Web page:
Hamilton Leithauser was in The Walkmen. Rostam Batmanglij was in Vampire Weekend. They probably co-headlined a dozen festivals in the late ’00s, but they still weren’t musicians you’d pair together as collaborators. The duo’s two singles, however, are rife with potential. Leithauser’s voice is as passioned as ever on “A 1000 Times,” and Rostam’s instrumentations on “In A Black Out” gorgeously merge ethereal howls and spare percussion with the fervent fingerpicking of Spanish guitar. As evidenced on Black Hours, his 2014 solo record, Leithauser’s been looking for a new sound to accompany his signature yowl, and it seems he may have found it in Rostam’s restrained, sophisticated compositions. [Randall Colburn]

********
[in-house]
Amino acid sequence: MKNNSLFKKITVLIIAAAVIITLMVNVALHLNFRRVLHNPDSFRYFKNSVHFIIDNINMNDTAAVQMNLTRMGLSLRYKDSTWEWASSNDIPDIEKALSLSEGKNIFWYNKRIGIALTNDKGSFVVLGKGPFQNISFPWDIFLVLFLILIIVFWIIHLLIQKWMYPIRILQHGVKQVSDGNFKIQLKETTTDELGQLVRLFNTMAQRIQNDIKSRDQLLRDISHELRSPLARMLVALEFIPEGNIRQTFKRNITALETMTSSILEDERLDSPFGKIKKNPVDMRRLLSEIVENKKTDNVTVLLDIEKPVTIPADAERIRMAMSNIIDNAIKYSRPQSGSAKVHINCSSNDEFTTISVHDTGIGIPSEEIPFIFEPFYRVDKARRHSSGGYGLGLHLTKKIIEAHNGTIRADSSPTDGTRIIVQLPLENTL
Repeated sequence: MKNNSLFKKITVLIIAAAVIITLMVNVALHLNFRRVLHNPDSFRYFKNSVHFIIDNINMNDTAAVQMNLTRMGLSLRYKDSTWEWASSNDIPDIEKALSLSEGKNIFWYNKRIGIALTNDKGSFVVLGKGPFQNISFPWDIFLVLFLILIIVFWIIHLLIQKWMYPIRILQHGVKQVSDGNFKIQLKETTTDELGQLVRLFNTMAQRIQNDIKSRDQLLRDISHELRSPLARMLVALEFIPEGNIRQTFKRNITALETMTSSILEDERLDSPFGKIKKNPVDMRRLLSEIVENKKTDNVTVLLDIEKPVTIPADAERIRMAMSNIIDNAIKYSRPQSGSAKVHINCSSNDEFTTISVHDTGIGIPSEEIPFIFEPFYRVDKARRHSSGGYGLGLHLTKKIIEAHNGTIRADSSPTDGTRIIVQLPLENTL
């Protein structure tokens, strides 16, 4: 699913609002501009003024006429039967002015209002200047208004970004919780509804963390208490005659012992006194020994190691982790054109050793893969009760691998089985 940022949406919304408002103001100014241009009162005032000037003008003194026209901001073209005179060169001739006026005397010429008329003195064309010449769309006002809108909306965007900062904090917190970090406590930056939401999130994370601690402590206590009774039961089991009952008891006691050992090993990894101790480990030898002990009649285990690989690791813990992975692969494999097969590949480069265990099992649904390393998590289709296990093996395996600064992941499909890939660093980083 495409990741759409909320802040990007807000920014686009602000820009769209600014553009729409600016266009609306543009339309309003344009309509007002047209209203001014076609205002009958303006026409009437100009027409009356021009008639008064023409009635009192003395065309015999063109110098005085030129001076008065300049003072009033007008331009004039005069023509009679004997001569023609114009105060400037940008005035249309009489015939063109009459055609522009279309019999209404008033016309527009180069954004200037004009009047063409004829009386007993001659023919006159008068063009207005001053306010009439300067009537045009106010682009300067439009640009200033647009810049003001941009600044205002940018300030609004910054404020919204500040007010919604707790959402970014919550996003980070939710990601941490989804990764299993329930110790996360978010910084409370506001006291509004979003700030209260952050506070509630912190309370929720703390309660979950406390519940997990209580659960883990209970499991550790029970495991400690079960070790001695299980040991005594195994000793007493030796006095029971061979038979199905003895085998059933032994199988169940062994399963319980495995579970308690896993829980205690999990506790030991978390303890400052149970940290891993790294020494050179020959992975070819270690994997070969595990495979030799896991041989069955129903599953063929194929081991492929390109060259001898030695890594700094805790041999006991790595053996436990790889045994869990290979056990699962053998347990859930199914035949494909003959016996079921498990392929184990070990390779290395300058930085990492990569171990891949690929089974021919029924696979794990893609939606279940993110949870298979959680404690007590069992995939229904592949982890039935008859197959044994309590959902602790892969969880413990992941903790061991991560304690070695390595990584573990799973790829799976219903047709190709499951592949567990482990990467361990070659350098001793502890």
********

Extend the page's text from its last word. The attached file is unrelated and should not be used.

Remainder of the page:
LVL UP, Return To Love

For its Sub Pop Records debut, New York’s LVL UP cleaned itself up. While the band has always written fuzzed-out pop songs, Return To Love is LVL UP’s most polished work while also being its most heartfelt. “Hidden Driver” shows what would have happened if that Neutral Milk Hotel reunion resulted in new music, and “Pain” takes one simple phrase and turns it into the feel-bad anthem of the fall. Return To Love is LVL UP at its most streamlined, and that’s far from a bad thing. [David Anthony]

Merchandise, A Corpse Wired For Sound

After mining the depths of ’80s alternative on 2014’s After The End, the Tampa band are back with A Corpse Wired For Sound, their most expansive LP to date. (The name’s taken from a J.G. Ballard short story, in a description of Ronald Reagan: “The president was scarcely more than a corpse wired for sound.”) The new record marks a turn away from the guitar-heavy paradigms of its predecessor: This time, they’re doubling down on the synths and loops, not to mention doling out more gated snares than Peter Gabriel. This corpse is definitely not dead yet. [Zoe Camp]

Neurosis, Fires Within Fires